Future Viable Plant Palettes for Metropolitan Areas, Part 3

Peter Walker, FASLA, stands in front of his redesign of the UT-Dallas Campus featuring exotic turf and tree species. image: David Hopman

Peter Walker, FASLA, stands in front of his redesign of the UT-Dallas Campus featuring exotic turf and tree species.
image: David Hopman

Part 3: The National Green Industry ‘Utility’ Plant Palette

The next step forward in moving towards a better balance of aesthetics, environment, and ecology has flourished since the latter part of the 20th century with the introduction of better adapted plants by the national horticulture industry. These are the ‘workhorses’ used by landscape architects to cover large areas of ground in landscape development and to provide the structure and spatial definition desired for landscape designs. They are hybridized species of turf, groundcovers, annuals, perennials, shrubs, and trees that are rarely indigenous to the areas where they are planted. The massive scale of the areas in the United States covered by these plants makes them the primary target for the aesthetically qualified native polycultures that are the subject of this series. Turfgrasses alone cover over 63,000 square miles—about the size of the State of Florida—and may be the largest irrigated crop in the United States. [1]

As in part 2 of this series on fine gardening, the priorities of the companies and the plant palettes they produce are revealed by examining the search functions on their websites. These websites show what the companies want their customers to look for and, significantly, what is missing from the thinking that is reflected in the plant palettes produced.

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Future Viable Plant Palettes for Metropolitan Areas, Part 2

Dallas Arboretum (warning sign added in Photoshop) image: David Hopman

Dallas Arboretum (warning sign added in Photoshop)
image: David Hopman

Part 2: Fine Gardening

Part 1 of this series, published earlier this month, explained the goal of promoting a plant palette that balances aesthetics, environment, and ecology. This installment begins the discussion of a variety of plant palettes and planting design approaches with ‘Fine Gardening,’ a methodology that is very out of balance with the goal of aesthetic, environmental, and ecological balance. Fine gardening is an approach where the artistic intentionality of the designer and the direct sensuous experiences for the user are often the only priority. This approach is used in many high end residential projects, botanical gardens, and other landscapes where cost is not a determining factor. For example, at the Getty Center in Los Angeles, the gardeners take the heroic measure of hand-snipping twice a month every third leaf of each branch of the London Plane trees that line the path of the famous Robert Irwin garden, per Robert Irwin’s precise instructions. Fine gardening is promoted heavily in many newspapers and in magazines such as Southern Living, Fine Gardening, and many others.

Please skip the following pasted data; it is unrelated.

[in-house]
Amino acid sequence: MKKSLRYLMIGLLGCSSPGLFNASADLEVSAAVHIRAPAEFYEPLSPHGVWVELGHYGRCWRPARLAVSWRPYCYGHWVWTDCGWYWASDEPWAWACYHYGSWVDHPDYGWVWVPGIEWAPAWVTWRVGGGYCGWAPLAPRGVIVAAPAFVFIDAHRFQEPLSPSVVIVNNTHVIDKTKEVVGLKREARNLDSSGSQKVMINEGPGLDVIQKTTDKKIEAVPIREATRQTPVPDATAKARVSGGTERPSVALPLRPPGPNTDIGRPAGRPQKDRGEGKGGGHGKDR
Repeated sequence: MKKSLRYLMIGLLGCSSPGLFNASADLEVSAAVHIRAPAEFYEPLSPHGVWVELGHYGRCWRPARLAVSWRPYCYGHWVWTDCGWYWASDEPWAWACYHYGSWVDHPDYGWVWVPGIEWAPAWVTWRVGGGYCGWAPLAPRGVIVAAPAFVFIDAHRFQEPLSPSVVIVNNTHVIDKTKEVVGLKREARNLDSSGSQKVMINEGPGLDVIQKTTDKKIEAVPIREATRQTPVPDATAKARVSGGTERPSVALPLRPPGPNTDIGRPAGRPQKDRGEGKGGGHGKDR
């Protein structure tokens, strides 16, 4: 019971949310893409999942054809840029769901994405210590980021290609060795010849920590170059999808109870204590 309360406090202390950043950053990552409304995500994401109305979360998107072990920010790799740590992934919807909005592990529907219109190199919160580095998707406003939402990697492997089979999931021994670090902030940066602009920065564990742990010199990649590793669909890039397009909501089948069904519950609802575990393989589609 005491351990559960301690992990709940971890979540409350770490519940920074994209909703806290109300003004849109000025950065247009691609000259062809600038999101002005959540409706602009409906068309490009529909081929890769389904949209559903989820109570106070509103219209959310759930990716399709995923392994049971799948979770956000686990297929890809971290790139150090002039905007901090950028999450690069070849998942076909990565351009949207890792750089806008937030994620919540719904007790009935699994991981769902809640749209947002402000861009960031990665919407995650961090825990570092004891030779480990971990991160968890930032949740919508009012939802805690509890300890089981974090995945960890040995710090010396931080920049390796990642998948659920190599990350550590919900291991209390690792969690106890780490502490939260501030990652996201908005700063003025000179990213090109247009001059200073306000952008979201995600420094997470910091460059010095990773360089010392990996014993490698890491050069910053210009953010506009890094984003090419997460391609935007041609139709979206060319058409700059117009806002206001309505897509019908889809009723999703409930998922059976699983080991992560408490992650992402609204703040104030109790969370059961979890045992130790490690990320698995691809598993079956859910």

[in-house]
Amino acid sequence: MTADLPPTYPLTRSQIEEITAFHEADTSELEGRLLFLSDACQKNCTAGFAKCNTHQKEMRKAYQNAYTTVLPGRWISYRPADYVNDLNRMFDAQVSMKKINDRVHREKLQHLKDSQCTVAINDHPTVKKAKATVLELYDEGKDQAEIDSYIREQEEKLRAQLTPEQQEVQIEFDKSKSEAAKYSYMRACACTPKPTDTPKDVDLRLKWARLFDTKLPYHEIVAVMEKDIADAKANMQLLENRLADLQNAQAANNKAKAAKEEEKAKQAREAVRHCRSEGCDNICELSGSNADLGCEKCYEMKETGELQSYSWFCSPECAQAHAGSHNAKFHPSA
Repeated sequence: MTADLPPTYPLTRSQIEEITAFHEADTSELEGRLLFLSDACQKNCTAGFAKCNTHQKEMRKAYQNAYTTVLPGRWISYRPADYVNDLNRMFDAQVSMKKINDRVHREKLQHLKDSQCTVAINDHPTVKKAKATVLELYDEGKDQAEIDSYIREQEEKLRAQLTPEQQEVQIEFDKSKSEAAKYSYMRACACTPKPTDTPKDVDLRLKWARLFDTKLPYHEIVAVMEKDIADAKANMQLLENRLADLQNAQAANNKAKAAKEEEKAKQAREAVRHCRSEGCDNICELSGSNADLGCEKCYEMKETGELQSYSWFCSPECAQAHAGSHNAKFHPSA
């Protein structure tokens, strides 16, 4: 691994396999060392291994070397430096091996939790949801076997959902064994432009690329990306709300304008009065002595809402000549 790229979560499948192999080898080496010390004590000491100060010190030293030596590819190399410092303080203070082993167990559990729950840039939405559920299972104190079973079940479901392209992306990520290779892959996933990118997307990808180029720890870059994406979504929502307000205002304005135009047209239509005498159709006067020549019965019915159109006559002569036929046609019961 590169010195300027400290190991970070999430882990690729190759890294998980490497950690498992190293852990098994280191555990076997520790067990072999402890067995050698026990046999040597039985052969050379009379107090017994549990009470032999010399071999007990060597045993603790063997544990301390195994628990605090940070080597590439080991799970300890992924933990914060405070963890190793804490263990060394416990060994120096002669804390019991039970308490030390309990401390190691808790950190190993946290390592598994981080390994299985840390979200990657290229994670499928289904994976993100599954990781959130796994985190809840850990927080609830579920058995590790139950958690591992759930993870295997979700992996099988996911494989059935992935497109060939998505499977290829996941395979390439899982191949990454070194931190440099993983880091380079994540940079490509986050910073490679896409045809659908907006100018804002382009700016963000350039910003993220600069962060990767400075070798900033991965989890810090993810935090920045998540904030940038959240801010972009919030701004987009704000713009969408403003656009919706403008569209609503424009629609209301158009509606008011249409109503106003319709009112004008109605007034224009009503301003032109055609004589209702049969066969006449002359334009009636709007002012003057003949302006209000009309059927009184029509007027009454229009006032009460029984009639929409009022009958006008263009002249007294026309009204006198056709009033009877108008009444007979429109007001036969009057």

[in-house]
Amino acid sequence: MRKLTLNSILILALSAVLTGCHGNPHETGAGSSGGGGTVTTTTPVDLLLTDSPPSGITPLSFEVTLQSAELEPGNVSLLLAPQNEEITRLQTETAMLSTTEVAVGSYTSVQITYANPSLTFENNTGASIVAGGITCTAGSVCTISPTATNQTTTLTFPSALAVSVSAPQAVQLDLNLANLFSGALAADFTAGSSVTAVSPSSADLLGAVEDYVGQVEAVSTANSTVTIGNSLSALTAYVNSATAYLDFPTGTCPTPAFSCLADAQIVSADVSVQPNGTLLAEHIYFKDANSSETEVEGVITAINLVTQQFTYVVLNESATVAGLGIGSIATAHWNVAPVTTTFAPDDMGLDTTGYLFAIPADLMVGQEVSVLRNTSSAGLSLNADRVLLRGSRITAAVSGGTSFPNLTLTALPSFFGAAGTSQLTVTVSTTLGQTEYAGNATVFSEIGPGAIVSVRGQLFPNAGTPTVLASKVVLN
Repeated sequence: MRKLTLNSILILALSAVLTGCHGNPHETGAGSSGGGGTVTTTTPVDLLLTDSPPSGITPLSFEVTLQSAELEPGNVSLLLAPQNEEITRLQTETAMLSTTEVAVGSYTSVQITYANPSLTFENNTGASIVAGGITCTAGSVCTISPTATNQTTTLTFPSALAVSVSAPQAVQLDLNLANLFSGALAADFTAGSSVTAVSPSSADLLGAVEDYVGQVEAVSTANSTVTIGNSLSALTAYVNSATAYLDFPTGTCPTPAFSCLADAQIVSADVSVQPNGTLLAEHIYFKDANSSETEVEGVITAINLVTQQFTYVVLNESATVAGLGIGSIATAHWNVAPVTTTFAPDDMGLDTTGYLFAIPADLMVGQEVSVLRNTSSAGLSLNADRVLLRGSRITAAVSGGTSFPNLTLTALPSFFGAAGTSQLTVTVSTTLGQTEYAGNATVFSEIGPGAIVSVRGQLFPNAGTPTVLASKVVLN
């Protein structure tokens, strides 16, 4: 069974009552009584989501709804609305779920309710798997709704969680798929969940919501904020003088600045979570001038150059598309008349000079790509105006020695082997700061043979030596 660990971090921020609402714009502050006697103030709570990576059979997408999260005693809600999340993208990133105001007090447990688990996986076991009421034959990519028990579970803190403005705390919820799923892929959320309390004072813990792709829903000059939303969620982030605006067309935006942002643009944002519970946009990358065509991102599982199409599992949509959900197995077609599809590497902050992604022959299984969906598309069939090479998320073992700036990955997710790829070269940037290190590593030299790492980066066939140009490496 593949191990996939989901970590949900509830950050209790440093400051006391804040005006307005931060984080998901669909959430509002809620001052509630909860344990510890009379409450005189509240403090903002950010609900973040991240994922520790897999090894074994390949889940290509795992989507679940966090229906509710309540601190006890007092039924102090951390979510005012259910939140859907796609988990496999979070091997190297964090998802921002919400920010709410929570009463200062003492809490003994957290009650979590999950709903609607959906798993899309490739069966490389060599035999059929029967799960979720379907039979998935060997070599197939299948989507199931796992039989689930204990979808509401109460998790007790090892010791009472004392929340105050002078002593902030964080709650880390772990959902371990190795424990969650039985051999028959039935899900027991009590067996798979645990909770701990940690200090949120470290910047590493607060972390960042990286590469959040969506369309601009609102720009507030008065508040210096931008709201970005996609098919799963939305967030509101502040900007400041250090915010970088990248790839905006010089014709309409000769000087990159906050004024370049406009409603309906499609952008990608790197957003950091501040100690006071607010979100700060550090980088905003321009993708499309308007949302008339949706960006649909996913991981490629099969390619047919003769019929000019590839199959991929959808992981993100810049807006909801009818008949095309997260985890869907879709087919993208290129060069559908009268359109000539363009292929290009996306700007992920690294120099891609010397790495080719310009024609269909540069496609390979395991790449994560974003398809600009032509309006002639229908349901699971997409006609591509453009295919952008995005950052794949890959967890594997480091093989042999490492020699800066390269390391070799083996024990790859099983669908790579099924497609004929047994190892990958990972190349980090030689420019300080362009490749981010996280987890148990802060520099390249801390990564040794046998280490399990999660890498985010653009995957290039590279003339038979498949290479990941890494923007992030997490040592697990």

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Future Viable Plant Palettes for Metropolitan Areas

Crystal Canyon entrance garden in Arlington, Texas. Grasses installed by landscape architecture students from The University of Texas at Arlington and wildflowers compost seeded in. Photo taken in June of 2013, one year after installation. image: David Hopman

Crystal Canyon entrance garden in Arlington, Texas. Grasses installed by landscape architecture students from The University of Texas at Arlington and wildflowers compost seeded in. Photo taken in June of 2013, one year after installation.
image: David Hopman

Part 1: Aesthetics, Environment, and Ecology in the Creation of Plant Palettes

Essays about plants usually focus on specific plants, specific approaches to combinations of plants, practical uses for plants, plants for specific habitats, etc. These essays are indicative of the broad and continually evolving way that landscape architects approach planting design. This post takes a step back to address the issue of how landscape architects should use a clear set of principles to inform their palette of plants. By thinking first about the plant palette, new approaches to planting design will emerge that reflect the contemporary concerns of both the profession of landscape architecture and society at large.

Many design firms have design priorities that can be summed up in a few words. The ideas are sometimes illustrated with Venn diagrams and referred to as a triple (or quadruple) bottom line. The three criteria that are the focus of this series of posts are aesthetics, environment, and ecology. Other important elements, such as community and economics, can be addressed with a plant palette that balances these three important criteria. However, if art or economics, for example, are the driving generators of a plant palette, it may not be possible to bring the plants into balance with environmental and ecological concerns. Ecology is the most difficult and complex parameter to bring into balance and is currently the leading edge of future viable planting design innovation for landscape architects.